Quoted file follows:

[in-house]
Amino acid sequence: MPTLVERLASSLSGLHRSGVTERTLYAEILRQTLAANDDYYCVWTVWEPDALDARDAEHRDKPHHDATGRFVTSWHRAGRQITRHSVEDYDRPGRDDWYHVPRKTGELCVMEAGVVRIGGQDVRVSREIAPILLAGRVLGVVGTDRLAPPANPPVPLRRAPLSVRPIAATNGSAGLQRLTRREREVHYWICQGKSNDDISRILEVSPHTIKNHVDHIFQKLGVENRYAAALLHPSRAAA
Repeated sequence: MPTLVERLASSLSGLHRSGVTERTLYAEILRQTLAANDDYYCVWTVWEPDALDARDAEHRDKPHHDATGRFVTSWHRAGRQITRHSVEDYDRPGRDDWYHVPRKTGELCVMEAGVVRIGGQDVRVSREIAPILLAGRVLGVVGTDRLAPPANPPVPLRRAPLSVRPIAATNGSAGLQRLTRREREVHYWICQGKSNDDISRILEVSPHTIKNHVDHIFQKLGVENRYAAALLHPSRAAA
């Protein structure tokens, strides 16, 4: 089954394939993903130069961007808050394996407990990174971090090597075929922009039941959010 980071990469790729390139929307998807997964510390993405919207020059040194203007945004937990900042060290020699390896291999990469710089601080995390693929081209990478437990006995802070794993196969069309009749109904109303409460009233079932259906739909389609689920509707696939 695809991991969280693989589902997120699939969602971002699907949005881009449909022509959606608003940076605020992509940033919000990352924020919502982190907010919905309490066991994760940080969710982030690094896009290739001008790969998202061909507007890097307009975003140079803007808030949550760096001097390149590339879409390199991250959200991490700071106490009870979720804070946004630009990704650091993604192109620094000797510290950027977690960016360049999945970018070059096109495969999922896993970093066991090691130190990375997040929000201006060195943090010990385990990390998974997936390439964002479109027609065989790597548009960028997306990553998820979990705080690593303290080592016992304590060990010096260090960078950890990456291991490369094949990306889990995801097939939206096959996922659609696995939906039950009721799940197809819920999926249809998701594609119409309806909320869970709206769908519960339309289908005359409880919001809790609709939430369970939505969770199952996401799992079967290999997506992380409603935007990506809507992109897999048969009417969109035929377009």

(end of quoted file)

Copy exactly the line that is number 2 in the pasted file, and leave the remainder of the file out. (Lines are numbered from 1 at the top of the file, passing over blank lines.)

Amino acid sequence: MPTLVERLASSLSGLHRSGVTERTLYAEILRQTLAANDDYYCVWTVWEPDALDARDAEHRDKPHHDATGRFVTSWHRAGRQITRHSVEDYDRPGRDDWYHVPRKTGELCVMEAGVVRIGGQDVRVSREIAPILLAGRVLGVVGTDRLAPPANPPVPLRRAPLSVRPIAATNGSAGLQRLTRREREVHYWICQGKSNDDISRILEVSPHTIKNHVDHIFQKLGVENRYAAALLHPSRAAA